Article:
The Library has in its collections a very unique and rare newspaper: The Wedge. This newspaper is not only an interesting piece of local history, but it also is an artifact from a little-known, but highly-important time in Virginia history.
The Wedge is generally understood to be the first newspaper published inNewport News,VA. It was also the local organ for the short-lived Readjuster Party, a state-wide organization made up of disaffected Democrats, Republicans and African-Americans that coalesced in opposition to the “Bourbon” Democrats during the late 1870s and early 1880s.
The Readjusters got their name from their proposal to “readjust” the state’s crushing post-Civil War debt, which was exacerbated by high taxes that hit Virginia’s working class the hardest. Coming into power in the late 1870s, the Readjusters controlled both houses of the Virginia General Assembly, elected a governor, several Congressmen and both U.S. Senators. The Readjusters were led by the diminutive but fiery former Confederate general William Mahone, who was elected U.S. Senator and controlled patronage appointments in the state. Once in power, the Readjusters initiated a number of relatively progressive (for the time) reforms. They eliminated the poll tax as prerequisite for voting and the whipping post as a form of criminal punishment. They increased funds to public schools, provided aid to the states’ financially hard-hit farmers, and initiated major state tax reforms. They also appointed many African-Americans to local and state offices. It was this upsetting of the racial status quo that led Democrats to launch a campaign to take back power and eventually pass segregation, or Jim Crow laws, and revise the state constitution to include measures designed to restrict voting rights and reduce the electorate, thus disfranchising most African-Americans and many whites.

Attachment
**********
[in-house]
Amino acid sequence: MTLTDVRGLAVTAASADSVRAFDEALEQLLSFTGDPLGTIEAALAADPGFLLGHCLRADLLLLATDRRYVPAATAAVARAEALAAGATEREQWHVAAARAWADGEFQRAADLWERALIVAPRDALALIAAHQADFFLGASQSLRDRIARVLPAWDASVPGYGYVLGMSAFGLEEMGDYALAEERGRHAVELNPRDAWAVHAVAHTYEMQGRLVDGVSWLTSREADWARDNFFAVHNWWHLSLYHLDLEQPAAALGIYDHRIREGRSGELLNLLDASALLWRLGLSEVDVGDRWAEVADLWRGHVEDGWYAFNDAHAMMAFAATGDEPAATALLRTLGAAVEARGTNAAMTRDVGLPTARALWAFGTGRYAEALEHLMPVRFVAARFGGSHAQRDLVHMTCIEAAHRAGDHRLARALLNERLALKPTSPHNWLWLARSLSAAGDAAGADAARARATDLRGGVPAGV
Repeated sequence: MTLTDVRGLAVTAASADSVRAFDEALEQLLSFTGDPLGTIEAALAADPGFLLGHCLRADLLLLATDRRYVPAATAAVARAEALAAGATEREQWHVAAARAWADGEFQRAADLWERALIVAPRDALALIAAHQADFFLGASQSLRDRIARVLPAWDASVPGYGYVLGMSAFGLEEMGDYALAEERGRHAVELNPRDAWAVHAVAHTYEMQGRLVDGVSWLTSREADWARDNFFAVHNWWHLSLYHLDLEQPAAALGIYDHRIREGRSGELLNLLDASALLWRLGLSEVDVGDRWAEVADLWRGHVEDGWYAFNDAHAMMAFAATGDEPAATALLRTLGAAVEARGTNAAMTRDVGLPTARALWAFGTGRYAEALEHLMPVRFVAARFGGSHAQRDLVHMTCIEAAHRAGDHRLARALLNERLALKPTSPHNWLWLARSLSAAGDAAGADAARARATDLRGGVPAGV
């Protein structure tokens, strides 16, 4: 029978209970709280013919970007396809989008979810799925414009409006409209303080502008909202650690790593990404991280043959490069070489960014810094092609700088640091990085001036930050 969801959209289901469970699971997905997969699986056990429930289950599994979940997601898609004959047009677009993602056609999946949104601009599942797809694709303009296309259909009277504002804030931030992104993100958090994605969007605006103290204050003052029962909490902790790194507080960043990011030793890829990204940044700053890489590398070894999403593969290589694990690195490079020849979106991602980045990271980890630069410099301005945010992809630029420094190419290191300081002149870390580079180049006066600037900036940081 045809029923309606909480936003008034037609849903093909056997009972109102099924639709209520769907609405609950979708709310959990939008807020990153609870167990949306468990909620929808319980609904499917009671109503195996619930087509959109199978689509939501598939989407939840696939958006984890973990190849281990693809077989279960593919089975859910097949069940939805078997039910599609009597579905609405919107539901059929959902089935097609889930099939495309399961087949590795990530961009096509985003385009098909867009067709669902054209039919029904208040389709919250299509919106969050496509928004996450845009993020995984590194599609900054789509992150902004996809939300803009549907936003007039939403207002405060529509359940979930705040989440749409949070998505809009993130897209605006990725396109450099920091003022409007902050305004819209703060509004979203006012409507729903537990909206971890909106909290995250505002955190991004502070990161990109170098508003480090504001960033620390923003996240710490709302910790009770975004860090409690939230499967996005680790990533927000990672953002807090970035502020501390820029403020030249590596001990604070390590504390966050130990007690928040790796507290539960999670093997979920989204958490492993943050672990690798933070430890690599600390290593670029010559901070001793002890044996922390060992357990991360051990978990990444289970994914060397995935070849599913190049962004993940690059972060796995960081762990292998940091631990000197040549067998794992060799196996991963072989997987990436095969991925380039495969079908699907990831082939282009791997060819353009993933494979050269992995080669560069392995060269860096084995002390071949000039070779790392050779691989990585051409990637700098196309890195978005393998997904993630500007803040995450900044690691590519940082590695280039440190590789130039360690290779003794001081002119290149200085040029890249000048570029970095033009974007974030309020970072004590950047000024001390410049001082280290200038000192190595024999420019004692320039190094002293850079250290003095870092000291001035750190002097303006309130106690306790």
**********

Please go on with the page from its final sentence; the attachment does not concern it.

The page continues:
The front page article describes the “location and prospects” of Newport News; basically, an attempt to entice businessmen to bring the businesses to the area. Indeed, editor Cash Thomas writes, “It needs only a glance around to get the instant impression that here are great opportunities…which far-sighted capitalists have at last become enthusiasts.” Thomas ends his article with an enthusiastic endorsement of Newport News: “No seaport town on the Atlantic coast has a more promising future…To the man of pluck and enterprise we would advise, instead of ‘Go west young man,’ to come south…Come! we bid you welcome.”
Other interesting local tidbits include a description of the grand opening of the new Hotel Warwick and advertisement for the Hygeia Hotel at Old Point Comfort.
Be sure to stop by the Library to see this wonderful and unique piece of local history!